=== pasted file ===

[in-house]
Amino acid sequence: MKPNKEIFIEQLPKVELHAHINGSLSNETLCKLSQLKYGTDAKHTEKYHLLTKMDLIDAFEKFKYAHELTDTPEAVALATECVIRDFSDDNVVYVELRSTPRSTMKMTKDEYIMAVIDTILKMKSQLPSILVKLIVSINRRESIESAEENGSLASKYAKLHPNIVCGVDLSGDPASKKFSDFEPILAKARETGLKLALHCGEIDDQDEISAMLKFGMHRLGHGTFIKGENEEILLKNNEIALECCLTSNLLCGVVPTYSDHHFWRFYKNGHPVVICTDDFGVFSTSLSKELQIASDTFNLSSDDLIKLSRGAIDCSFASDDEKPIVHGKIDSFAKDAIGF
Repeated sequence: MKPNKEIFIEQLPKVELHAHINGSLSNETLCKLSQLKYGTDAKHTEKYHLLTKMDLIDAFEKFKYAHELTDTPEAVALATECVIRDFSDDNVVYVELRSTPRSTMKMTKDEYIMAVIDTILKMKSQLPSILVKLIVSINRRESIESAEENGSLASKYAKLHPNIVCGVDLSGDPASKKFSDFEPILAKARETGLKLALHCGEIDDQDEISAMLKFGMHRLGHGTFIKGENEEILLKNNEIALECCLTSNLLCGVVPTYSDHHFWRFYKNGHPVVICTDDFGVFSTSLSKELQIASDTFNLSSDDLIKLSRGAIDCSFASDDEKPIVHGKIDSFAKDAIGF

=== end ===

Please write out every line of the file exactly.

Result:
[in-house]
Amino acid sequence: MKPNKEIFIEQLPKVELHAHINGSLSNETLCKLSQLKYGTDAKHTEKYHLLTKMDLIDAFEKFKYAHELTDTPEAVALATECVIRDFSDDNVVYVELRSTPRSTMKMTKDEYIMAVIDTILKMKSQLPSILVKLIVSINRRESIESAEENGSLASKYAKLHPNIVCGVDLSGDPASKKFSDFEPILAKARETGLKLALHCGEIDDQDEISAMLKFGMHRLGHGTFIKGENEEILLKNNEIALECCLTSNLLCGVVPTYSDHHFWRFYKNGHPVVICTDDFGVFSTSLSKELQIASDTFNLSSDDLIKLSRGAIDCSFASDDEKPIVHGKIDSFAKDAIGF
Repeated sequence: MKPNKEIFIEQLPKVELHAHINGSLSNETLCKLSQLKYGTDAKHTEKYHLLTKMDLIDAFEKFKYAHELTDTPEAVALATECVIRDFSDDNVVYVELRSTPRSTMKMTKDEYIMAVIDTILKMKSQLPSILVKLIVSINRRESIESAEENGSLASKYAKLHPNIVCGVDLSGDPASKKFSDFEPILAKARETGLKLALHCGEIDDQDEISAMLKFGMHRLGHGTFIKGENEEILLKNNEIALECCLTSNLLCGVVPTYSDHHFWRFYKNGHPVVICTDDFGVFSTSLSKELQIASDTFNLSSDDLIKLSRGAIDCSFASDDEKPIVHGKIDSFAKDAIGF